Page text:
Detention of Children and Capacity Building of State Child Protection Actors

In Mundri, NP was notified of the case of a 14 year-old girl who was forced into an early marriage and taken into custody by state authorities. In order to address the issue, NP collaborated with a social worker to organize a coordinated intervention involving the relevant paramount chief, the New Sudan Women’s Federation and local government official. The girl was subsequently released from custody, and is now living with her father and has resumed her education. The social worker emphasized that without NP’s support, she would not have been able to intervene on behalf of the girl. This achievement represented a significant success in terms of combating precedents for child and gender based violence and building linkages between civil society and government authorities.

Community Security

Mvolo-Lakes State Conflict

fieldreport25NP immediately began an assessment of affected civilians’ security following the outbreak of conflict between Lakes States and WES in February. NP was the first organization to locate pockets of IDPs hiding in the bush, and brought their needs to the attention of government officials, international organizations and UN staff. NP subsequently worked with the South Sudan Relief and Rehabilitation Commission (SSRRC), a government body that acts as the bridge between NGOs, the Government of South Sudan, and communities, to coordinate and carry out an interagency assessment with other NGOs from different sectors to identify the needs of these IDPs and how they could be addressed.

NP continued to work with leaders and civilians on both sides of the conflict through March and April to develop strategies to address the conflict. This included carrying out a week-long visit to Yirol West in Lakes State, where NP had the opportunity to witness the effects of the conflict first-hand, assess the protection needs in the area, and build relationships with the Lakes State governor, Yirol West County Commissioner, Inspector of Police and SSRRC and the affected, all of whom supported NP’s involvement in upcoming conflict resolution and violence reduction efforts.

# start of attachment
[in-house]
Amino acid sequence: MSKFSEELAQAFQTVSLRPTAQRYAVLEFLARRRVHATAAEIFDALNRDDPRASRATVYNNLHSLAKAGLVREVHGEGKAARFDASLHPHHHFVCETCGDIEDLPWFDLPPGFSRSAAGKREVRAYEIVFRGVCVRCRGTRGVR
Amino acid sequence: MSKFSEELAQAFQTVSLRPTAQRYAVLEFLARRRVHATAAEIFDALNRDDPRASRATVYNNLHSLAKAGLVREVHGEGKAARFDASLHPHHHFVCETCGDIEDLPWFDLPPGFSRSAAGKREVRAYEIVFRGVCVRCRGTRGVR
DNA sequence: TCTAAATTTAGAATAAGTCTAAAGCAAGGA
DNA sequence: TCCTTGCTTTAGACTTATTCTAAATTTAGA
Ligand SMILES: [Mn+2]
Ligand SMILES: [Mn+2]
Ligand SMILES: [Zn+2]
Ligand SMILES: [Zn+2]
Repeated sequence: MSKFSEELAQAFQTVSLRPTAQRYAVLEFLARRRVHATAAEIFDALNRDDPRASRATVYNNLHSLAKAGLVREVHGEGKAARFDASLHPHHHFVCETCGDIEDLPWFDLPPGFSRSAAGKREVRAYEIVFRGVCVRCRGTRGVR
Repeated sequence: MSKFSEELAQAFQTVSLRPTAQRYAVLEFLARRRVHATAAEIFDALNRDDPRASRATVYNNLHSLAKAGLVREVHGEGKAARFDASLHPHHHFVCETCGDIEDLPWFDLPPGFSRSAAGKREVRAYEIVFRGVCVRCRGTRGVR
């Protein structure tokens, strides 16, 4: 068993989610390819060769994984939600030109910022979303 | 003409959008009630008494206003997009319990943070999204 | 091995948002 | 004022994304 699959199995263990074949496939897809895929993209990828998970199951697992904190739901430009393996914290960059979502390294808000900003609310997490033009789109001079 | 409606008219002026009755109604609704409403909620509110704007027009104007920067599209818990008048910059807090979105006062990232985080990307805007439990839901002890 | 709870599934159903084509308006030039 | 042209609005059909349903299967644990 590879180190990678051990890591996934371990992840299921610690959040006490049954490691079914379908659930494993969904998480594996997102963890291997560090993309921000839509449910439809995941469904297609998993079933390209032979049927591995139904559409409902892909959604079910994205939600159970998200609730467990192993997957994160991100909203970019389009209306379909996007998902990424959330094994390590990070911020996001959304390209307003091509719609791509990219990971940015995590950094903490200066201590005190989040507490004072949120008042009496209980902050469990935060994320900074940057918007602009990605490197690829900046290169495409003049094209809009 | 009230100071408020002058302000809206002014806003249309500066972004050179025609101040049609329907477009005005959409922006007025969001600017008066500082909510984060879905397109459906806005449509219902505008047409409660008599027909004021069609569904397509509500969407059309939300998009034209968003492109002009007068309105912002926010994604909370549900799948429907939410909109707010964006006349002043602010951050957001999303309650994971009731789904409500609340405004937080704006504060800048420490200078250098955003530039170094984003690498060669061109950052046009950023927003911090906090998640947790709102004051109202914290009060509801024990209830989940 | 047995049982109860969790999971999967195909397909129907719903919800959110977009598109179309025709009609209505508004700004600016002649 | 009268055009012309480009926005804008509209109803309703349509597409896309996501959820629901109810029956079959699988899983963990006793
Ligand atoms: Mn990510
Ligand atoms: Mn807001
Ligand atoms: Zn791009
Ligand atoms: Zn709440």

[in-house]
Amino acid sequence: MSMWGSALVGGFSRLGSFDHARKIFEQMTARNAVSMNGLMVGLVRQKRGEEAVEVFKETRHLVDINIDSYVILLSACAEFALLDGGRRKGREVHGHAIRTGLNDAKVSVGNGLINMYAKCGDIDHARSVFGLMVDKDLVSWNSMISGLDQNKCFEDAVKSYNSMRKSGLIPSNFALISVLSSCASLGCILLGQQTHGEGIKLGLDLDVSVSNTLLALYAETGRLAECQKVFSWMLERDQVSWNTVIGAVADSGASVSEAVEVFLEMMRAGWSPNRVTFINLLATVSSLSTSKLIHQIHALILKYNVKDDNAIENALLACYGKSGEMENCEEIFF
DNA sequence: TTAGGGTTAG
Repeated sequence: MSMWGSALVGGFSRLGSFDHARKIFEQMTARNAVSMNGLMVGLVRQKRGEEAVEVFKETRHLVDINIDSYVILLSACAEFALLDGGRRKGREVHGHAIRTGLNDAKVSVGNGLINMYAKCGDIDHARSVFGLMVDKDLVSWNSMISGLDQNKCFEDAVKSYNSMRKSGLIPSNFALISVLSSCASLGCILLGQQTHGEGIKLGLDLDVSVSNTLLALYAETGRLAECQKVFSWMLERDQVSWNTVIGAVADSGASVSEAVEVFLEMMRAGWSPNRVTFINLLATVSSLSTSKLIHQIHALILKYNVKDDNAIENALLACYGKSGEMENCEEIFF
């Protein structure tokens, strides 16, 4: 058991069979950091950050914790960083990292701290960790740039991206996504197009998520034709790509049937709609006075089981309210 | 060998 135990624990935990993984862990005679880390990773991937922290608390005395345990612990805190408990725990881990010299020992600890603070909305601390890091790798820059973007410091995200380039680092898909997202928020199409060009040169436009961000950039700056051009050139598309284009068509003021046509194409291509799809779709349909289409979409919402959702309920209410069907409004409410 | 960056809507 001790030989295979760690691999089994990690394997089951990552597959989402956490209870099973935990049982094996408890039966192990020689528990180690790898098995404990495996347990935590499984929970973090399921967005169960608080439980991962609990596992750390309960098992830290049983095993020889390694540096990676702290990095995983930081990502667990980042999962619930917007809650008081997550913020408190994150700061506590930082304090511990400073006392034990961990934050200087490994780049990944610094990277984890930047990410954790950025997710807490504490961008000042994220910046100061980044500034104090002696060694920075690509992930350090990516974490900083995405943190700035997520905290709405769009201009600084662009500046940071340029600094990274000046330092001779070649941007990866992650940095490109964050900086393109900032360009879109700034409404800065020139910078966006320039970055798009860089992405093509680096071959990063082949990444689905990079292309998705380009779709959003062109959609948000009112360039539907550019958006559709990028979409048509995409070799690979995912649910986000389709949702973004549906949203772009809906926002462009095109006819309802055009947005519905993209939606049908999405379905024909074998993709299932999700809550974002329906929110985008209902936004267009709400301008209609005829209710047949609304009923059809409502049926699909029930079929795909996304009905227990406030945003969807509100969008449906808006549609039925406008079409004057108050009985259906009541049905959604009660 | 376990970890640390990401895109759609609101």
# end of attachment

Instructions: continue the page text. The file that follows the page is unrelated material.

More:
In April, two Members of Parliament (MPs) who were investigating the conflict came to visit NP after several people they interviewed from both sides of the conflict recommended that they incorporate NP into their efforts. The MPs indicated that they would like NP to play a key role in planned peace dialogues, a strong indication that NP has been able to successfully establish trust with key stakeholders in the conflict.  

Monitoring of Humanitarian Aid Distribution

In March, at the request of the SSRRC, NP monitored the distribution of relief aid to IDP returnees in Mundri West to ensure it was distributed in a peaceful manner that did not lead to conflict. The distribution was conducted successfully and without incident.

Conflict Early Warning/Early Response Systems